for dichotomous phenotypes. μ^0 is estimated as μ^0=α^0+Xiα^ for continuous traits and μ^0=logit1(α^0+Xiα^) for dichotomous traits. As a score test, one needs to fit the null model only a single time to be able to compute the Sj for all individual variants j as well as all regions to be tested. Similarly, if multiple regions are under consideration, then the same μ^0 can be used to compute the SKAT Q statistics for each region.

Accommodating Epistatic Effects and Prior Information under the SKAT

An attractive feature of SKAT is the ability to model the epistatic effects of sequence variants on the phenotype within the flexible kernel machine regression framework.28–30 To do so, we replace Gi'β by a more flexible function f(Gi) in the linear and logistic models (1) and (2) where f(Gi) allows for rare variant by rare variant and common variant by rare-variant interactions. Specifically, for continuous traits we use the semiparametric linear model23,29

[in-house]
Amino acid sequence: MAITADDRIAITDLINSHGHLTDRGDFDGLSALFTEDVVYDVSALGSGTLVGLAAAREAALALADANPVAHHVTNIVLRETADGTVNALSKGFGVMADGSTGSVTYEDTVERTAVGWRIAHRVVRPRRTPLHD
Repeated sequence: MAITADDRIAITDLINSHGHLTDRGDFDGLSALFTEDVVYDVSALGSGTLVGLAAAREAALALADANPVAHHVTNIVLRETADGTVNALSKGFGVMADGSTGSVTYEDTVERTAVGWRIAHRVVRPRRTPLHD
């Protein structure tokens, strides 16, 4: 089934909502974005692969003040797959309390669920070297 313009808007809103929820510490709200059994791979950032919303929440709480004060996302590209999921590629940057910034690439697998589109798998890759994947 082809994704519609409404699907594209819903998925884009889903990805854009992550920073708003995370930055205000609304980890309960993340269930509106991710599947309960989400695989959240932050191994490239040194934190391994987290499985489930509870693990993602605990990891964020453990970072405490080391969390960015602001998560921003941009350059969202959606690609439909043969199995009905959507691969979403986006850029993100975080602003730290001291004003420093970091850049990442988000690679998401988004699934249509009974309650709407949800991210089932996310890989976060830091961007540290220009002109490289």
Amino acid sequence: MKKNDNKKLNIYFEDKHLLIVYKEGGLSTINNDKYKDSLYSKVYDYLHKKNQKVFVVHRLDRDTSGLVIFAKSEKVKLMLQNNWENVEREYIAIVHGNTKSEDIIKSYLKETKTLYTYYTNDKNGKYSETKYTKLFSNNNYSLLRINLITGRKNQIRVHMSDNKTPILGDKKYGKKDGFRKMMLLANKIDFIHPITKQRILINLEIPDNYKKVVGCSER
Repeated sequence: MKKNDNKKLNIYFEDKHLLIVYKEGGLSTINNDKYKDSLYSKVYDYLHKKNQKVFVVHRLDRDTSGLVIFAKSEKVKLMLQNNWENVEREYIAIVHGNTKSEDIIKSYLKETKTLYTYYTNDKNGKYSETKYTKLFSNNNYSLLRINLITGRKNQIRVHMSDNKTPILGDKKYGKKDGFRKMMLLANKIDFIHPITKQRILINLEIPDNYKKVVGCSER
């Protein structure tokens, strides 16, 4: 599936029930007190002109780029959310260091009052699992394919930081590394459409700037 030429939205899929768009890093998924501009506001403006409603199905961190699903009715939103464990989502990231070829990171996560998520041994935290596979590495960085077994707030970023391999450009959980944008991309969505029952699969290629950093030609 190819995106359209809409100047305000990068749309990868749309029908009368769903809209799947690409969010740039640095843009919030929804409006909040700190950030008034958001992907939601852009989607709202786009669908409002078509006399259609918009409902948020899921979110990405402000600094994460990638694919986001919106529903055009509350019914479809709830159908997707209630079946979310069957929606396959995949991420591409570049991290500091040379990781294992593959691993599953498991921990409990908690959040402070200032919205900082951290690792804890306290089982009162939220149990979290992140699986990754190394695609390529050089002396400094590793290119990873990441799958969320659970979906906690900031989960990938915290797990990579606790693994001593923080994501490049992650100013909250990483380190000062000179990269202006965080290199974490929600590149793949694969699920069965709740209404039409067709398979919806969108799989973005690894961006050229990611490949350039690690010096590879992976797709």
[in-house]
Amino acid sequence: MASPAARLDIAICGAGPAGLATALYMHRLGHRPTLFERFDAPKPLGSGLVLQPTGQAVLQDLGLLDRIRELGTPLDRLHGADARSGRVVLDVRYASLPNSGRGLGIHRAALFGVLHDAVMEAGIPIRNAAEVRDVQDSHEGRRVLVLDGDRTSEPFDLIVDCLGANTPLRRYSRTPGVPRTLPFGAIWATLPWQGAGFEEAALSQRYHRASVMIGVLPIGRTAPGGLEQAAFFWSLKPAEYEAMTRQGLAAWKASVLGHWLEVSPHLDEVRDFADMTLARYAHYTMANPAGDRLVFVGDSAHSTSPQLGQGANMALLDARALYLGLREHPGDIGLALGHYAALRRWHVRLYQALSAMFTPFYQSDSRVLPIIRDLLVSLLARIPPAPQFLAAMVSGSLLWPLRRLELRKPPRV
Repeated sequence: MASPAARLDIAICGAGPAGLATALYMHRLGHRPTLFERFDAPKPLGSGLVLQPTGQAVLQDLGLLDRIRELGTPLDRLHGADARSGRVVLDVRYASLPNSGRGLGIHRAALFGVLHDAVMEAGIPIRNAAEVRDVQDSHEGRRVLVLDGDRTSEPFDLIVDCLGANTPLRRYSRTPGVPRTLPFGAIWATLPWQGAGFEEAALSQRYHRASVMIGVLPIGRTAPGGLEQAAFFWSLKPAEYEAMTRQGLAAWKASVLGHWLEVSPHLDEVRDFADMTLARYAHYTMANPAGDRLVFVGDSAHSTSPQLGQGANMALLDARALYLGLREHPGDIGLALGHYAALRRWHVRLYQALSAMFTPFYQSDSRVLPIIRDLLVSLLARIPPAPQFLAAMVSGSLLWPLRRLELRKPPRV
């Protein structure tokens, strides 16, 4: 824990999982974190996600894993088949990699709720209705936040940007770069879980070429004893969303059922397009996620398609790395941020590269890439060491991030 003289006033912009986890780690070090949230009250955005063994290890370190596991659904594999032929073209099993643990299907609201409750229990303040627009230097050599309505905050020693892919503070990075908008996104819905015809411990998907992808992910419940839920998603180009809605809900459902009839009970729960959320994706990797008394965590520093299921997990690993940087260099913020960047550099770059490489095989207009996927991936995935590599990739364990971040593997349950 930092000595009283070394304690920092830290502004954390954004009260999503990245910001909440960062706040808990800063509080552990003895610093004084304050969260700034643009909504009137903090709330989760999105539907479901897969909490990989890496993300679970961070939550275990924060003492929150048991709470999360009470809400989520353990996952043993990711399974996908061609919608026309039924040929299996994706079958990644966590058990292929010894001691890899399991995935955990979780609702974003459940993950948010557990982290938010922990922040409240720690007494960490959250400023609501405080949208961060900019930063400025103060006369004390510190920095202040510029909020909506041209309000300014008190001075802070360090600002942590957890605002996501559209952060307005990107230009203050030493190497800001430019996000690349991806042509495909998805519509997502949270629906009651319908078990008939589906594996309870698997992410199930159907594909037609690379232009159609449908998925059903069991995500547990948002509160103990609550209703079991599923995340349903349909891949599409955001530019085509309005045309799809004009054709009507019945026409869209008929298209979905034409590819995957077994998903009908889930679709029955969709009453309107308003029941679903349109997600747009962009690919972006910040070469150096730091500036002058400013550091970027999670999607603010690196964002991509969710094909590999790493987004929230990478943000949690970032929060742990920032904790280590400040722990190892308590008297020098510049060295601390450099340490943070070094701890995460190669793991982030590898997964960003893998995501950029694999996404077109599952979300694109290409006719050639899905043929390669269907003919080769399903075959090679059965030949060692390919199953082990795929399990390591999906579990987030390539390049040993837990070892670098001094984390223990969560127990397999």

(Equation 4)

and for dichotomous traits, we use the semiparametric logistic model24,30

(Equation 5)

Here the variants, Gi, are related to the phenotype through a possibly nonparametric function f(·), which is assumed to lie in a functional space generated by a positive semidefinite kernel function K(,). Models (1) and (2) assume linear genetic effects and are specified by K(Gi,Gi)=j=1pwjGijGij. By changing K(,), one can allow for more complex models. Intuitively, K(Gi,Gi) is a function that measures genetic similarity between the i-th and i'-th subjects via the p variants in the region, and any positive semidefinite function K(Gi,Gi) can be used as a kernel function. We tailored several useful and commonly used kernels specifically for the purpose of rare-variant analysis: the weighted linear kernel, the weighted quadratic kernel, and the weighted identity by state (IBS) kernel.